THE DOUBLE: Richard Ayoade Talks His Newest Creation And The Road From TV To The Big Screen

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THE DOUBLE: Richard Ayoade Talks His Newest Creation And The Road From TV To The Big Screen
British comedy star Richard Ayoade has proven to be one of the brightest directing talents to come out of the UK in recent years and with his second feature film beginning its limited run on US screens this week it seems a good time to share the talk we had when the film premiered at the Toronto International Film Festival. It's a fairly wide ranging chat, going from his roots as a comedy performer through the transition to directing and heading to the big screen with a very odd adaptation of Fyodor Dostoevsky.

Todd Brown: Before coming here to meet you I took a moment to go back through the IMDB and the road you've taken to get here and it's really interesting. Back in the early days, when you were doing Garth Marenghi or The IT Crowd, did you even begin to think that one day you would be sitting here having adapted Dostoevsky?


Richard Ayoade: No, no. Not the least of it was my idea. Adapting The Double was Avi Korine's idea. That was from him and then I wrote it with him, eventually, but he started the whole thought of it.

I suppose initially, it's difficult to say why you even start in this because you can't image that you'll ever be able to do it as a job. Ever actor or writer or director always feels that they're never going to get another job again. You always tend to presume that the last thing that you did is it. And very often, in my case, it has been. I've done series where it was very clear that nobody ever wanted anything like that again.

When did you even have the sense that this was the direction you would go? You went to Cambridge for law, didn't you?

Yeah, I did. Well, there's this comedy society at Cambridge called Footlights ...

Where some of Monty Python started ...

So as a result of the brilliance of a number of people there in the 60s and 70s, Footlights gets a completely disproportionate advantage when they put shows on. So I did shows there with John Oliver, who's on The Daily Show now, and I guess slowly from there it started to feel like I might be able to write for a living. That was the main thrust, more than performing.

And you've been directing from early on as well, but largely on TV.

Yes, yeah. I was always interested in directing. I suppose ... for a long time people who did comedy ... I'm not sure how to explain this. It felt like when I was starting there was a change in how TV was going.

I think that's fair. I think there's a generation of UK people who all appeared at around the same time who have gone on to do really interesting work. You came in around the same time as Edgar Wright and Simon Pegg and Dylan Moran and Peter Serafinowicz ... you're all within a few years of each other.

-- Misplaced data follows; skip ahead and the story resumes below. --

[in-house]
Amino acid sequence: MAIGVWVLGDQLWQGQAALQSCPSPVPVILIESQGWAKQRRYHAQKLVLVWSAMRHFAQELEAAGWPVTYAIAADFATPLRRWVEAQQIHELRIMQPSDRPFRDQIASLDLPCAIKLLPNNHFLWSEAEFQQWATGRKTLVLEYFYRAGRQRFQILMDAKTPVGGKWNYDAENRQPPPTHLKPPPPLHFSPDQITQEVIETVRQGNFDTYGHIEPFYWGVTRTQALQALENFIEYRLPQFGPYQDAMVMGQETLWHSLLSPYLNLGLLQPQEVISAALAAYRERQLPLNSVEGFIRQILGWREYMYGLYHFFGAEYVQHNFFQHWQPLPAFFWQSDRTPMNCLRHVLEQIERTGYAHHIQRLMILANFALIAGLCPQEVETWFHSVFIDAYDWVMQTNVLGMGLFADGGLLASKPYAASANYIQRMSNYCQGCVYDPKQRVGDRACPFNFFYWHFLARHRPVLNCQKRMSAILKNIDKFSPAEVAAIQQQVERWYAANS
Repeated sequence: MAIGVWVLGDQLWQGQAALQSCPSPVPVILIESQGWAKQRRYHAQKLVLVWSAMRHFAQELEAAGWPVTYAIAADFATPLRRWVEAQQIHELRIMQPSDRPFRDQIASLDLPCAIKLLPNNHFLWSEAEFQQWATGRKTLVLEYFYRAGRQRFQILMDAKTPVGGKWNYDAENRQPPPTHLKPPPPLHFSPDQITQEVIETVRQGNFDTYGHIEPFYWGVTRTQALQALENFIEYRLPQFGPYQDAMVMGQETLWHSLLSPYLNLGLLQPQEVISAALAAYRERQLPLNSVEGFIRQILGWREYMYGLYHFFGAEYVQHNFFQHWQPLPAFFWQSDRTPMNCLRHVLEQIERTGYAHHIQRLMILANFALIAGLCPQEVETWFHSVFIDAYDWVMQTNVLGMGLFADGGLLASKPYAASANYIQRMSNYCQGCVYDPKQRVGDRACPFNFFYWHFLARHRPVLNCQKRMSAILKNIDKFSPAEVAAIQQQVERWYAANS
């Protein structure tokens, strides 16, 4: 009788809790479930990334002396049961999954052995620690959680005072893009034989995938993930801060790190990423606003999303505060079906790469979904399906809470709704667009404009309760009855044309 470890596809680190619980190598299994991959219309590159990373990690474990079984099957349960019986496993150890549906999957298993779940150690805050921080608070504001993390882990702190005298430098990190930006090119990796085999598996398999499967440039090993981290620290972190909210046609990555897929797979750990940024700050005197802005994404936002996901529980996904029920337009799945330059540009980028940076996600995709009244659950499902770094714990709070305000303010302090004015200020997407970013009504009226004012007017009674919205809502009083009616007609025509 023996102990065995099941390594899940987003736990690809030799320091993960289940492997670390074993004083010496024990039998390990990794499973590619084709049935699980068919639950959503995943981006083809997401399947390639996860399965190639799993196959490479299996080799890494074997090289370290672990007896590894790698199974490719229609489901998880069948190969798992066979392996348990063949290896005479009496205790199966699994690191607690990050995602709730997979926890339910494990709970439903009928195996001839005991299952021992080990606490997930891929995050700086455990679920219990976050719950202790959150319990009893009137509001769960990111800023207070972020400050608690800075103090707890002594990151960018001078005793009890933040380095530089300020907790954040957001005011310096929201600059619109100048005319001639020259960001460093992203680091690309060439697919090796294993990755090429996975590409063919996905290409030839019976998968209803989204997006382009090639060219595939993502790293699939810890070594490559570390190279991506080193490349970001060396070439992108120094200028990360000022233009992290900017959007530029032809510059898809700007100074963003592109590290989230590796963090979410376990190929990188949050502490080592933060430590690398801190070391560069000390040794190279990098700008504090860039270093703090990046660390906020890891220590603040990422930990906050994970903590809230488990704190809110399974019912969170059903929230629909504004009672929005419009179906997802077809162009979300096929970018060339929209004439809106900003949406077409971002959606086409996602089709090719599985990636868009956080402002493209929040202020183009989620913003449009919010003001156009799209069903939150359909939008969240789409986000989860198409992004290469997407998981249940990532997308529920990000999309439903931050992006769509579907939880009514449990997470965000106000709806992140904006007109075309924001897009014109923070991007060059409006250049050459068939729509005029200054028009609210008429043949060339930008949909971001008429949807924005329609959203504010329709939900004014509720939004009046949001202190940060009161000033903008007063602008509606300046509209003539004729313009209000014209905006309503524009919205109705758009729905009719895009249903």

Yeah, they were kind of before. I remember seeing Spaced mainly while I was in university and people talking very differently about it. It was more filmy than things normally looked on TV.

Before it felt like you could do those other shows and have a life on TV in England whereas now, you know, and when we did it there was other stuff on Channel 4. Maybe it's the influence of YouTube. It just changed a little bit.

And so it felt, from my memory, like The League Of Gentlemen was the last show that was odd and big and managed to stay on for a little bit. Even Spaced, I don't know how easy it was for them to really keep it. And so a number of those people ended up going into film instead. A number of people who were making things on TV are doing film now. Maybe there wasn't enough desire to keep those people on TV, in a way. Which is odd considering how successful Edgar Wright and Simon Pegg are but it's probably quite hard to get those shows on TV because in England - the way it's done on Channel 4 or BBC 2, the two outlets for those shows - it just became, I don't know. It just decayed slightly for a variety of reasons. Things like Friends and other American imports, which are really good and you can't argue with Friends and there are two hundred episodes of them. However good Spaced is, a scheduler is going to go, "Let's put this thing [Friends] on which has hit paydirt and it's got loads of episodes and it's really good."

What's your connection to Avi and Harmony Korine? How did that happen?

It's from the producers. They optioned Avi's script and sent it to me. I didn't know him at all. Harmony I only know through Avi.

Watching the film, there are some of the visuals in particular which really pop out and I was curious about some of your influences on it. A huge, huge film for me is Terry Gilliam's Brazil and especially in the office in The Double, is there a little bit of Gilliam in the cubicle farm?